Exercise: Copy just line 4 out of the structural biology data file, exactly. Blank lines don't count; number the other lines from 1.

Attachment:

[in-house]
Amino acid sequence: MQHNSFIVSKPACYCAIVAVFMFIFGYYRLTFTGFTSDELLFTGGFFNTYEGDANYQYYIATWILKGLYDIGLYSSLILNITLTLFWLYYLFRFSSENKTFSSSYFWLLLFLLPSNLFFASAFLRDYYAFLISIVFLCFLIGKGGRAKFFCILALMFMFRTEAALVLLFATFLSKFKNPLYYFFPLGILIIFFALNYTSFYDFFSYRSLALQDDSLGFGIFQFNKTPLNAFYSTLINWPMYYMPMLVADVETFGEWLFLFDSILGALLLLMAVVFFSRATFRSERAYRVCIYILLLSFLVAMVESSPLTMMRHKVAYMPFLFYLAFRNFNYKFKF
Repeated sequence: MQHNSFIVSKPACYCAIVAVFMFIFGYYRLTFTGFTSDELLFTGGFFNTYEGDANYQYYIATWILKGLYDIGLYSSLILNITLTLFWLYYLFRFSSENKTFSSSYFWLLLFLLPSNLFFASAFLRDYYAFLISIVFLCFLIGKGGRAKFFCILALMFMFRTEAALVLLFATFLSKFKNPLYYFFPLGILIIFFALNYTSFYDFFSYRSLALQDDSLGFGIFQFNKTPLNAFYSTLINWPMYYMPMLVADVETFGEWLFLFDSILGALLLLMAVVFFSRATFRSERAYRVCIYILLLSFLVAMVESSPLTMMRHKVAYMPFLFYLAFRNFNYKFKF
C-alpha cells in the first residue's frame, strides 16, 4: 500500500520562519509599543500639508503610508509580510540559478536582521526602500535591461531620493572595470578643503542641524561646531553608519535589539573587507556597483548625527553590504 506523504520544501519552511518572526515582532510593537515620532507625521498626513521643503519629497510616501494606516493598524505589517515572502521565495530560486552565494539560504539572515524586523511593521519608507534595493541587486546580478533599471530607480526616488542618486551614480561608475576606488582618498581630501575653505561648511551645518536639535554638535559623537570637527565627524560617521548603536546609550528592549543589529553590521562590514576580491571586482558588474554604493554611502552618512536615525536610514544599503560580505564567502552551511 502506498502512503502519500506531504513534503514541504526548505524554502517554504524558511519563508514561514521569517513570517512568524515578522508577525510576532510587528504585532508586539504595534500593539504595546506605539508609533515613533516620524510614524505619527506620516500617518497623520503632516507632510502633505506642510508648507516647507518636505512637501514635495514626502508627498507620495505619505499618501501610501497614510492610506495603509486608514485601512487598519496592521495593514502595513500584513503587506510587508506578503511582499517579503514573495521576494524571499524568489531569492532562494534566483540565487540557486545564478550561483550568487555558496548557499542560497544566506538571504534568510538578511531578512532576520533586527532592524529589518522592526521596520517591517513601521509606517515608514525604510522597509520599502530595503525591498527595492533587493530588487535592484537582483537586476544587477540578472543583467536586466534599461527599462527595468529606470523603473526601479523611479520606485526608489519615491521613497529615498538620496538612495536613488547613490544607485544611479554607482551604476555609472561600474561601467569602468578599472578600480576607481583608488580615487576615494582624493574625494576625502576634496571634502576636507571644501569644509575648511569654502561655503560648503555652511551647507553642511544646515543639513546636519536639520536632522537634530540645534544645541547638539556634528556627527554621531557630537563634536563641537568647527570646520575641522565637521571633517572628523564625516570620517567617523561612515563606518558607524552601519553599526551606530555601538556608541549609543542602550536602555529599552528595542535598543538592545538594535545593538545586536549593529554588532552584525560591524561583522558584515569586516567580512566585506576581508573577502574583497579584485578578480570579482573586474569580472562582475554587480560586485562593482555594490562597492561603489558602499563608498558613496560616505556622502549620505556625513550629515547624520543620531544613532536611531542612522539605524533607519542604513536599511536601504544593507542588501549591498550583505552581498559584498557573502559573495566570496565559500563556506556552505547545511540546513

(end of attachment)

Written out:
C-alpha cells in the first residue's frame, strides 16, 4: 500500500520562519509599543500639508503610508509580510540559478536582521526602500535591461531620493572595470578643503542641524561646531553608519535589539573587507556597483548625527553590504 506523504520544501519552511518572526515582532510593537515620532507625521498626513521643503519629497510616501494606516493598524505589517515572502521565495530560486552565494539560504539572515524586523511593521519608507534595493541587486546580478533599471530607480526616488542618486551614480561608475576606488582618498581630501575653505561648511551645518536639535554638535559623537570637527565627524560617521548603536546609550528592549543589529553590521562590514576580491571586482558588474554604493554611502552618512536615525536610514544599503560580505564567502552551511 502506498502512503502519500506531504513534503514541504526548505524554502517554504524558511519563508514561514521569517513570517512568524515578522508577525510576532510587528504585532508586539504595534500593539504595546506605539508609533515613533516620524510614524505619527506620516500617518497623520503632516507632510502633505506642510508648507516647507518636505512637501514635495514626502508627498507620495505619505499618501501610501497614510492610506495603509486608514485601512487598519496592521495593514502595513500584513503587506510587508506578503511582499517579503514573495521576494524571499524568489531569492532562494534566483540565487540557486545564478550561483550568487555558496548557499542560497544566506538571504534568510538578511531578512532576520533586527532592524529589518522592526521596520517591517513601521509606517515608514525604510522597509520599502530595503525591498527595492533587493530588487535592484537582483537586476544587477540578472543583467536586466534599461527599462527595468529606470523603473526601479523611479520606485526608489519615491521613497529615498538620496538612495536613488547613490544607485544611479554607482551604476555609472561600474561601467569602468578599472578600480576607481583608488580615487576615494582624493574625494576625502576634496571634502576636507571644501569644509575648511569654502561655503560648503555652511551647507553642511544646515543639513546636519536639520536632522537634530540645534544645541547638539556634528556627527554621531557630537563634536563641537568647527570646520575641522565637521571633517572628523564625516570620517567617523561612515563606518558607524552601519553599526551606530555601538556608541549609543542602550536602555529599552528595542535598543538592545538594535545593538545586536549593529554588532552584525560591524561583522558584515569586516567580512566585506576581508573577502574583497579584485578578480570579482573586474569580472562582475554587480560586485562593482555594490562597492561603489558602499563608498558613496560616505556622502549620505556625513550629515547624520543620531544613532536611531542612522539605524533607519542604513536599511536601504544593507542588501549591498550583505552581498559584498557573502559573495566570496565559500563556506556552505547545511540546513